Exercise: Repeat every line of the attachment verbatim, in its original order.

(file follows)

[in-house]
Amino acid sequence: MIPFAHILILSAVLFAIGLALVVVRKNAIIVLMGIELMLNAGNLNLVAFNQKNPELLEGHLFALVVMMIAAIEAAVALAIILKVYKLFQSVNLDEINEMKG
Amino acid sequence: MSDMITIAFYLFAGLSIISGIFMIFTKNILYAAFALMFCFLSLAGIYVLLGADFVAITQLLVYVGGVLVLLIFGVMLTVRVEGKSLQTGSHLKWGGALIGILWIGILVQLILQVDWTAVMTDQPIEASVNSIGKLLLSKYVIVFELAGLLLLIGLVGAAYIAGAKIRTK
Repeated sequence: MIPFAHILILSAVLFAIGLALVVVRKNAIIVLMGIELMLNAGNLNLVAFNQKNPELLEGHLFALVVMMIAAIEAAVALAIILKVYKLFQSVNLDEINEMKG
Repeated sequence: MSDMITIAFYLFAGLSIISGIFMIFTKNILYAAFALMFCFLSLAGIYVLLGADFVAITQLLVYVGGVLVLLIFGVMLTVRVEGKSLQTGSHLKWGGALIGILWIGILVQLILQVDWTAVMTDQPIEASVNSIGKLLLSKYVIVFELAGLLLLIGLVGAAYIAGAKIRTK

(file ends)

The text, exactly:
[in-house]
Amino acid sequence: MIPFAHILILSAVLFAIGLALVVVRKNAIIVLMGIELMLNAGNLNLVAFNQKNPELLEGHLFALVVMMIAAIEAAVALAIILKVYKLFQSVNLDEINEMKG
Amino acid sequence: MSDMITIAFYLFAGLSIISGIFMIFTKNILYAAFALMFCFLSLAGIYVLLGADFVAITQLLVYVGGVLVLLIFGVMLTVRVEGKSLQTGSHLKWGGALIGILWIGILVQLILQVDWTAVMTDQPIEASVNSIGKLLLSKYVIVFELAGLLLLIGLVGAAYIAGAKIRTK
Repeated sequence: MIPFAHILILSAVLFAIGLALVVVRKNAIIVLMGIELMLNAGNLNLVAFNQKNPELLEGHLFALVVMMIAAIEAAVALAIILKVYKLFQSVNLDEINEMKG
Repeated sequence: MSDMITIAFYLFAGLSIISGIFMIFTKNILYAAFALMFCFLSLAGIYVLLGADFVAITQLLVYVGGVLVLLIFGVMLTVRVEGKSLQTGSHLKWGGALIGILWIGILVQLILQVDWTAVMTDQPIEASVNSIGKLLLSKYVIVFELAGLLLLIGLVGAAYIAGAKIRTK